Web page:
Published June 19, 2008

Take a good look at the 'Soul of the City'

Planners must consider behavioural economics to build great places to live, work and play


THE year 2008 is when more than half of the world's population lives in cities, a trend that will gain velocity as we barrel towards 2050, where 75 per cent of the world's population will live in cities. The city, mankind's greatest invention, will only get more important.

Many a social scientist, economist, psychologist, not to mention politicians, public and private sector leaders are turning their attention to cities. Think about the competition for talents, economic success, societal progress, financial and business growth. Looking ahead, the playing field will be in cities, not just in countries and continents.

A man's home is his castle, so the saying goes. A collection of 'castles' is a community. In an urban setting, where 'castles' and communities are taken together, we see the makings of a city.

In 1900, there were 16 cities, each with a population of over one million, London and Paris being two very famous ones. In 2008, there are more than 400 cities, each with a population of over one million. In addition, we have mega-cities such as Shanghai, Tokyo, New York City, Mexico City and Seoul, with populations greater than or close to 10 million each.

For the person or family with the means and talents to be globally mobile, a wide variety of options exist on where to go and where to live.

Place has become very important. For many people, which community to site their 'castles', which city to belong to and live in, is a very important decision which they will reflect upon and act on, a few to many times in their lives.

Moving from city to city (from a macro perspective), or moving from community to community or 'castle' to 'castle' (from a micro perspective) are all part and parcel of life in today's global, connected world. Everyone aspires to a more favourable environment and a better life. This desire to progress which makes man so unique a species will make people all over the world continuously search for, go to, and settle in places with a strong sense of 'Soul'.

'Soul of the City', as a construct and metric, has found its time.

Whether a Chinese national moves from Sichuan to Singapore in search of a better life, a better job or whether a Singaporean family moves from Tuas to Bishan in search of a better environment and a more comfortable future; place and community, the 'Soul of the City' where one lives cannot to be ignored.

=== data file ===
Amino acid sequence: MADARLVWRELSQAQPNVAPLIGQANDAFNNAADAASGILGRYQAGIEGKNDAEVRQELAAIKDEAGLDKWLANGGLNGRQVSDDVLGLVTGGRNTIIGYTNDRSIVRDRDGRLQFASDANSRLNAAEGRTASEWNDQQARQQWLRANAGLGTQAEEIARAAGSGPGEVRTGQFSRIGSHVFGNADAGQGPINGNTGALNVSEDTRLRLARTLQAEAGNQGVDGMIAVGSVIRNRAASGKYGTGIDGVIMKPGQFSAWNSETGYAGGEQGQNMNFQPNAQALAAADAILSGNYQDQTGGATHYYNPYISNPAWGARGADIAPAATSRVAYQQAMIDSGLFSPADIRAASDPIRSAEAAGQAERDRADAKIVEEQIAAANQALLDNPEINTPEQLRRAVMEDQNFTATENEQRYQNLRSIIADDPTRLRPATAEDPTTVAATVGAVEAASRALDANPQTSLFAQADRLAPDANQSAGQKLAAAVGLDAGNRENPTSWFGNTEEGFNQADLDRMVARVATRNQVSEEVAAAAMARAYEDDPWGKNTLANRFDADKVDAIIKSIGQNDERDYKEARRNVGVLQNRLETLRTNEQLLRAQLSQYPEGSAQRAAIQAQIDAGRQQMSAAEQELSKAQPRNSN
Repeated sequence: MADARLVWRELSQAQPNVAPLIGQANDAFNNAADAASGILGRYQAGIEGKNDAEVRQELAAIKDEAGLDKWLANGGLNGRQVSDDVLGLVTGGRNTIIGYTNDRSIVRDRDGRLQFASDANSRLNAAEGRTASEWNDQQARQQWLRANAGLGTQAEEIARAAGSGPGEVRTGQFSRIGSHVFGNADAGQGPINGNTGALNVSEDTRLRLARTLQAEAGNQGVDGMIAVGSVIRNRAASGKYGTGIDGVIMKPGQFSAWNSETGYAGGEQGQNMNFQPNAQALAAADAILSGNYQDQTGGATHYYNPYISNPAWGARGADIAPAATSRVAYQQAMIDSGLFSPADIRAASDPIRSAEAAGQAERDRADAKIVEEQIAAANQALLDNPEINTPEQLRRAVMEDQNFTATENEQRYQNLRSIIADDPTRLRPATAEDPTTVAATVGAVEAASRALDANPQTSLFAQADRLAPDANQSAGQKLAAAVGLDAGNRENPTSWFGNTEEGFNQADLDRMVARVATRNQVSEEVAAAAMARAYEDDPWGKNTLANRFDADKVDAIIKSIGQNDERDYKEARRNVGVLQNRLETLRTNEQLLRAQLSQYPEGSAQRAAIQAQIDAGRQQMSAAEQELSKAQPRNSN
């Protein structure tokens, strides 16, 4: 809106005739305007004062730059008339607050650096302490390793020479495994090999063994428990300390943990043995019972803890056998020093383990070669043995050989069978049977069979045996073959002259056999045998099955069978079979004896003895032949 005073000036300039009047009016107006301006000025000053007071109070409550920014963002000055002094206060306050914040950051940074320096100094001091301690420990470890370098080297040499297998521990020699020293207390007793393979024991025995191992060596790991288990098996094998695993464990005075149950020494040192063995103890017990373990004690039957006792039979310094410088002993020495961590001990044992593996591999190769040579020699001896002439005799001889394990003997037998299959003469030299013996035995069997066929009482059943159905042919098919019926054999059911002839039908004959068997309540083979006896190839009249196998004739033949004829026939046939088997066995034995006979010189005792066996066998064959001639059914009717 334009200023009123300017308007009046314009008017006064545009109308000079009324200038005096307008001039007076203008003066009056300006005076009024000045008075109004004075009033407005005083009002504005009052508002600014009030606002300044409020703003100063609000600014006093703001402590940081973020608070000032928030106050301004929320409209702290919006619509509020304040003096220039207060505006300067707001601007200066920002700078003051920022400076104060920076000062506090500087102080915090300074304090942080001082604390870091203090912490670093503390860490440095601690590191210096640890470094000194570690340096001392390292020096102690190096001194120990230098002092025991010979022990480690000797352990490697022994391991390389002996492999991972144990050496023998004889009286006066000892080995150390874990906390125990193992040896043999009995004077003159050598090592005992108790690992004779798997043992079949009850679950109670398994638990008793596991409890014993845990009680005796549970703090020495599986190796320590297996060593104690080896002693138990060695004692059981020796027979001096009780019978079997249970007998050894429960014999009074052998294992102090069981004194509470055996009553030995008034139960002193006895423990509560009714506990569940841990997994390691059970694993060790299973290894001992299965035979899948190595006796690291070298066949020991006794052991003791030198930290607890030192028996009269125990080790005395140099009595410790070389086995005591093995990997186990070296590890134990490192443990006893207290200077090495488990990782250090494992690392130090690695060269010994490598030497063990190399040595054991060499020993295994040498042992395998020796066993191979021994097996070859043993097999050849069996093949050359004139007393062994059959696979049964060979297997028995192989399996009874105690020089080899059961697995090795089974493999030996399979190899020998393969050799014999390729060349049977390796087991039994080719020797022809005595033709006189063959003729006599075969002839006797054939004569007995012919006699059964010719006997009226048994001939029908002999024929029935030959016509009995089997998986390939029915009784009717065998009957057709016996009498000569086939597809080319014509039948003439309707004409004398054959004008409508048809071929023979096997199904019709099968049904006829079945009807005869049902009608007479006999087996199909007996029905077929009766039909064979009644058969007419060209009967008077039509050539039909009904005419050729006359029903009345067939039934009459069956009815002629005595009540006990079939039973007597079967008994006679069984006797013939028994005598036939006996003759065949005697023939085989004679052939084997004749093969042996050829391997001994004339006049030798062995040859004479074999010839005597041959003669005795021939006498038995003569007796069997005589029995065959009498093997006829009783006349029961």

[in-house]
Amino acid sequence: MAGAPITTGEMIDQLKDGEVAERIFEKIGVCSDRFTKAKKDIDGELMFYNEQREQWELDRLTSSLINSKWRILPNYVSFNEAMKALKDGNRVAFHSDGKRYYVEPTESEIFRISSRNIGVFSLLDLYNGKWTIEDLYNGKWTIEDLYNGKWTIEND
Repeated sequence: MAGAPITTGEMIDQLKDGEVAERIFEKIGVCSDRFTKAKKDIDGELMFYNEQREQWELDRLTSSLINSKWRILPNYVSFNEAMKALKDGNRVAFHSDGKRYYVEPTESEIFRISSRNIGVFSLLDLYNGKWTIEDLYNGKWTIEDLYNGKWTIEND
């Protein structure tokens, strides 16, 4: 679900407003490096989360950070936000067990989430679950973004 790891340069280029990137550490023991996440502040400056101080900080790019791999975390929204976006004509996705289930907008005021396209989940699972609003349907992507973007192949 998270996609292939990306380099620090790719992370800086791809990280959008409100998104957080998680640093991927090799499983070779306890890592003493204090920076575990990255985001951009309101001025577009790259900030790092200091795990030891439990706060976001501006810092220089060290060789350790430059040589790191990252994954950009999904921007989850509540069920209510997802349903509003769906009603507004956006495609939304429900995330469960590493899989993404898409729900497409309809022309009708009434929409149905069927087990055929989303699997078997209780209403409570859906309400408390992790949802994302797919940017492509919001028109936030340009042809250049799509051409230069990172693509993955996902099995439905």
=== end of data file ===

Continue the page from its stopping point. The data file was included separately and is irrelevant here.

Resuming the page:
Gallup, which has been studying 'Soul of the City' for quite a while now, currently has 21 cities in its 'Soul' database. Singapore, together with Montreal, Los Angeles, Toronto, Sydney, New York City and London, falls into the top one-third of Gallup's 'Soul' database.

For Singapore to be a 'Global City of Distinction' and to be the 'Best Home for All', leaders in Singapore will need to look beyond traditional factors such as jobs and economic growth, and population and urban planning to include softer, more intangible aspects to growing a city like 'Soul' and its components of well-being, personal expression and engaged citizenry.

In 2002, Daniel Kahneman, a psychologist, was awarded the Nobel Prize for economics. Dr Kahneman was a founding father in the field of behavioural economics.

Behavioural economics

Behavioural economics (the discipline that merges psychology, economics and other disciplines such as sociology) has many applications to city planning and society building.

For example, one of the things which Dr Kahneman talks passionately about is 'moments'. Dr Kahneman believes that a person experiences as many as 20,000 'moments' in a day, and that these 'moments' are memorable only as long as there is a positive or negative emotion linked to the 'moment'. For example, one's drive to work is not memorable unless someone swerves into the driver's lane and creates a negative 'moment'. Likewise when one hears a favourite song on the radio, or does or learns something interesting, positive 'moments' are created.

When a city's leaders think about improving 'Soul', one of the ways is to look to the field of behavioural economics to design and implement policies that impacts and improves the 'moments' of the various population segments that reside in the city.

'We can't solve problems by using the same kind of thinking we used when we created them,' Albert Einstein once said.

As the competition for talents, jobs and businesses move to cities, as cities become the new playing field, and as the world and its inhabitants become increasingly mobile and more discriminating of where they want to live, work and play, the new lens of behavioural economics is very much needed.

Beyond traditional factors such as law and order, food and shelter, work, economics, and health, all of which (I must stress) are very important to a city's continued progress and success, 'Soul' should also be looked at.

All things being equal, cities and societies where behavioural economics and its various concepts such as 'moments' and 'Soul' are considered, are more likely to become great places to live, work and play.

The author is managing partner of Gallup in Singapore, Hong Kong and South-east Asia.